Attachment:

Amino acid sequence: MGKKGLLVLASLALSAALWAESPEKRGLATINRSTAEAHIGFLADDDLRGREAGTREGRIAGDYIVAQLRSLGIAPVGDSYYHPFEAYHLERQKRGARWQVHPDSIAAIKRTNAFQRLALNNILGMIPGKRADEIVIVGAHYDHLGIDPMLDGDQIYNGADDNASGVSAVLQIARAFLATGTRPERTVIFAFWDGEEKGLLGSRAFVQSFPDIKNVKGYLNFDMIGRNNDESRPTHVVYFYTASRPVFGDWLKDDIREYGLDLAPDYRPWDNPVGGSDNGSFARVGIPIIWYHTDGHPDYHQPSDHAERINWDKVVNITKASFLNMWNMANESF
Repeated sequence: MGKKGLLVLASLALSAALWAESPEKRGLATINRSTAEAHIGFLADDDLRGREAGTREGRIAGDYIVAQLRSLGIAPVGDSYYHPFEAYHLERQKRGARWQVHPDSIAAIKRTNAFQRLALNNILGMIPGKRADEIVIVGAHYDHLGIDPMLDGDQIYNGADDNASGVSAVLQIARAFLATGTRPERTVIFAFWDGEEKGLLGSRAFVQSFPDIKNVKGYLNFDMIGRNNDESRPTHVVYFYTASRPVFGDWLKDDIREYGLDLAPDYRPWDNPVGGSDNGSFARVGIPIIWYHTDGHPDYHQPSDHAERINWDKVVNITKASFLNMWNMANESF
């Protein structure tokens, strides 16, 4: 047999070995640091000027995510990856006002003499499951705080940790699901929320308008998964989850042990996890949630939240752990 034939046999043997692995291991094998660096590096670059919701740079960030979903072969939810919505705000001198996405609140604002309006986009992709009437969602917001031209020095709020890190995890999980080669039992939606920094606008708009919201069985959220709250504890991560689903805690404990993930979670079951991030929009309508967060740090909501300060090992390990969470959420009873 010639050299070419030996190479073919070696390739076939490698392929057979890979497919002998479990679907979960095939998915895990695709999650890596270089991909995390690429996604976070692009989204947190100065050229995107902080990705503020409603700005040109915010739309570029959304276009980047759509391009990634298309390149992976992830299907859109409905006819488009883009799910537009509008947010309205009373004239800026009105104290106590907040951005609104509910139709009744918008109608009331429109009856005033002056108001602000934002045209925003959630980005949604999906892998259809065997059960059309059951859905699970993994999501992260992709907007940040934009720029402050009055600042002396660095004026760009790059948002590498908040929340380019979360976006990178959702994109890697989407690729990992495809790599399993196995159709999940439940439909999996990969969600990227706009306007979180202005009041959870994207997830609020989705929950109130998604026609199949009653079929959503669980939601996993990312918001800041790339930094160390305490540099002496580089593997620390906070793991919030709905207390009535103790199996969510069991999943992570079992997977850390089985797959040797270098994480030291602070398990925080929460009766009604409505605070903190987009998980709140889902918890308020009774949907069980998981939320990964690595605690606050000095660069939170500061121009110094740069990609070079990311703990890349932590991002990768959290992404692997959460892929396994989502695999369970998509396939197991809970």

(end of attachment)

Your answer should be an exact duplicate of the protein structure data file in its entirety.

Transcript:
Amino acid sequence: MGKKGLLVLASLALSAALWAESPEKRGLATINRSTAEAHIGFLADDDLRGREAGTREGRIAGDYIVAQLRSLGIAPVGDSYYHPFEAYHLERQKRGARWQVHPDSIAAIKRTNAFQRLALNNILGMIPGKRADEIVIVGAHYDHLGIDPMLDGDQIYNGADDNASGVSAVLQIARAFLATGTRPERTVIFAFWDGEEKGLLGSRAFVQSFPDIKNVKGYLNFDMIGRNNDESRPTHVVYFYTASRPVFGDWLKDDIREYGLDLAPDYRPWDNPVGGSDNGSFARVGIPIIWYHTDGHPDYHQPSDHAERINWDKVVNITKASFLNMWNMANESF
Repeated sequence: MGKKGLLVLASLALSAALWAESPEKRGLATINRSTAEAHIGFLADDDLRGREAGTREGRIAGDYIVAQLRSLGIAPVGDSYYHPFEAYHLERQKRGARWQVHPDSIAAIKRTNAFQRLALNNILGMIPGKRADEIVIVGAHYDHLGIDPMLDGDQIYNGADDNASGVSAVLQIARAFLATGTRPERTVIFAFWDGEEKGLLGSRAFVQSFPDIKNVKGYLNFDMIGRNNDESRPTHVVYFYTASRPVFGDWLKDDIREYGLDLAPDYRPWDNPVGGSDNGSFARVGIPIIWYHTDGHPDYHQPSDHAERINWDKVVNITKASFLNMWNMANESF
């Protein structure tokens, strides 16, 4: 047999070995640091000027995510990856006002003499499951705080940790699901929320308008998964989850042990996890949630939240752990 034939046999043997692995291991094998660096590096670059919701740079960030979903072969939810919505705000001198996405609140604002309006986009992709009437969602917001031209020095709020890190995890999980080669039992939606920094606008708009919201069985959220709250504890991560689903805690404990993930979670079951991030929009309508967060740090909501300060090992390990969470959420009873 010639050299070419030996190479073919070696390739076939490698392929057979890979497919002998479990679907979960095939998915895990695709999650890596270089991909995390690429996604976070692009989204947190100065050229995107902080990705503020409603700005040109915010739309570029959304276009980047759509391009990634298309390149992976992830299907859109409905006819488009883009799910537009509008947010309205009373004239800026009105104290106590907040951005609104509910139709009744918008109608009331429109009856005033002056108001602000934002045209925003959630980005949604999906892998259809065997059960059309059951859905699970993994999501992260992709907007940040934009720029402050009055600042002396660095004026760009790059948002590498908040929340380019979360976006990178959702994109890697989407690729990992495809790599399993196995159709999940439940439909999996990969969600990227706009306007979180202005009041959870994207997830609020989705929950109130998604026609199949009653079929959503669980939601996993990312918001800041790339930094160390305490540099002496580089593997620390906070793991919030709905207390009535103790199996969510069991999943992570079992997977850390089985797959040797270098994480030291602070398990925080929460009766009604409505605070903190987009998980709140889902918890308020009774949907069980998981939320990964690595605690606050000095660069939170500061121009110094740069990609070079990311703990890349932590991002990768959290992404692997959460892929396994989502695999369970998509396939197991809970």